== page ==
The Kenneth Sherrill Prize is presented annually by the American Political Science Association (APSA) to honor the best doctoral dissertation proposal for an empirical study of lesbian, gay, bisexual, or transgender (LGBT) topics in political science.
Kristopher Velasco is a doctoral candidate in sociology at the University of Texas at Austin. Kristopher’s research focuses on the role of organizations in establishing and diffusing world cultural values – with a specific focus on LGBTI rights. This research has appeared in outlets such as Social Forces and International Studies Quarterly, among others. As a first-generation student and from an immigrant family, Kristopher is committed to using his educational training to strengthen and give back to the communities from which he came.
Citation from the Award Committee:
We are excited to award Kristopher Velasco with the Kenneth Sherrill Prize because of his dissertation project’s substantial contributions to the social scientific study of LGBT+ movements. Moving beyond ‘progress narratives’ concerning the development of rights, Velasco examines the collision between LGBT+ and anti-LGBT+ movements, which produces a variety of policy outcomes with tremendous impacts on marginalized people’s day-to-day lives. He argues that LGBT+ transnational advocacy networks precipitated homophobic advocacy networks. Networks focused on ‘family’, ‘anti-imperialism’, and ‘children’ (FAIC networks) mobilized in order to frame LGBT+ rights as threats to nationalism and family values. LGBT+ advocacy networks in part fueled homophobic animus and provided conservative/nationalistic actors with legitimacy for their homophobic policies and bases to organize FAIC networks. Velasco provides a novel theoretical framework that allows us to better understand how competing networks produce varying policy outcomes. In particular, the framework points out how LGBT+ and FAIC networks both can be embedded in a society, creating contestation and intense competition regarding sexuality norms and public policy. Examples of these societies include Italy, South Africa, and the United States. Velasco plans to unpack the contestation in these societies using a variety of data sources across multiple time periods, including content analysis of media sources as well as comparative policy analyses. We expect that these analyses will produce both compelling quantitative analyses and case study analyses.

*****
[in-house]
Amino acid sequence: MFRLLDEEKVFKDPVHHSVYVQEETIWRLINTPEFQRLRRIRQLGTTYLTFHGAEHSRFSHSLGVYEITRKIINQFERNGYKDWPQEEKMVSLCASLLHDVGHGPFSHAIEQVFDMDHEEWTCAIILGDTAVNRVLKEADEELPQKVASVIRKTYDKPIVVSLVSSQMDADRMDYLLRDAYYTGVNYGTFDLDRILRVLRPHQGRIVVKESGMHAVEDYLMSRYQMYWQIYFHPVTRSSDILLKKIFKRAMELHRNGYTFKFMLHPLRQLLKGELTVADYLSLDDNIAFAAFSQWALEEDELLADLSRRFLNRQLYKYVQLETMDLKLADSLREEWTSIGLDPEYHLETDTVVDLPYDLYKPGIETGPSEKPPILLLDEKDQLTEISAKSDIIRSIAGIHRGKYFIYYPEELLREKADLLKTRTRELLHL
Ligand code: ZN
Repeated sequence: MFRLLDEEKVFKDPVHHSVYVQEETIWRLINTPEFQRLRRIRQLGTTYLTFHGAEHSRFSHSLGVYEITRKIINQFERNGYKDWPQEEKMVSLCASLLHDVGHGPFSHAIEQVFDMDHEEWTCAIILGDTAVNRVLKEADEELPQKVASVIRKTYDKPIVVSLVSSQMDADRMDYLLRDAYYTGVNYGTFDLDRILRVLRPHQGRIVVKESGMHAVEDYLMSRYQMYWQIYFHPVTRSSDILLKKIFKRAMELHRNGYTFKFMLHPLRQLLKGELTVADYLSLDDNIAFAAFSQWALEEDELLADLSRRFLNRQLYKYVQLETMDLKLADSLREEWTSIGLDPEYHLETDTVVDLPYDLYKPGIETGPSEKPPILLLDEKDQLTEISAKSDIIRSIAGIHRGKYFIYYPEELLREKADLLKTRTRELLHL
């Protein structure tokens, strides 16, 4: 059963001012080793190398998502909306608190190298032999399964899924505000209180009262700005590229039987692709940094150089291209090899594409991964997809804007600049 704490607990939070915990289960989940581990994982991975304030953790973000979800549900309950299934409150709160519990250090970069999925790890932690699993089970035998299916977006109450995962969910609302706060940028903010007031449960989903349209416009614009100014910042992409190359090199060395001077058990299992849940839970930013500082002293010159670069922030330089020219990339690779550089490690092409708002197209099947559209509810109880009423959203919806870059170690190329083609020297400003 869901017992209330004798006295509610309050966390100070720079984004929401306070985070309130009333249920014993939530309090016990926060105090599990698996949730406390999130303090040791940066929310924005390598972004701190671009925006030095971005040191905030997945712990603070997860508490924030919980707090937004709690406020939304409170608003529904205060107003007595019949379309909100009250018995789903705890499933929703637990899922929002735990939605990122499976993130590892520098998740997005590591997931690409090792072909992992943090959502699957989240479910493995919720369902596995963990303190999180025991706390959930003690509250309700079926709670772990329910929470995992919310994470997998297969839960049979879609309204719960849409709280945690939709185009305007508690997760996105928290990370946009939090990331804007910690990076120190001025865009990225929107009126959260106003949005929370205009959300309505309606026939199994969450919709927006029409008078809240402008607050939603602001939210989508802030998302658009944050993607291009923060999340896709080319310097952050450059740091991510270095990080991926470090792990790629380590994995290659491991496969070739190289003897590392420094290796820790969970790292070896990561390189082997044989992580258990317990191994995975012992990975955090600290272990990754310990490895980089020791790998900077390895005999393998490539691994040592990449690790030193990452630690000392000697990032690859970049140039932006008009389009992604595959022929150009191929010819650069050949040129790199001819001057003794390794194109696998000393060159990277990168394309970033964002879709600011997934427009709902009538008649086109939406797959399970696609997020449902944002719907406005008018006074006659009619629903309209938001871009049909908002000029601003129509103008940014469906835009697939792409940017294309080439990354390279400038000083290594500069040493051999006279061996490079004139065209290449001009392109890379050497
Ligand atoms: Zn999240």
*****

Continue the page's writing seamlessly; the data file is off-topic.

APSA thanks the committee members for their service: Gary Mucciaroni (chair), Temple University; Kelly Kollman, University of Glasgow; and Douglas Page, Gettysburg College.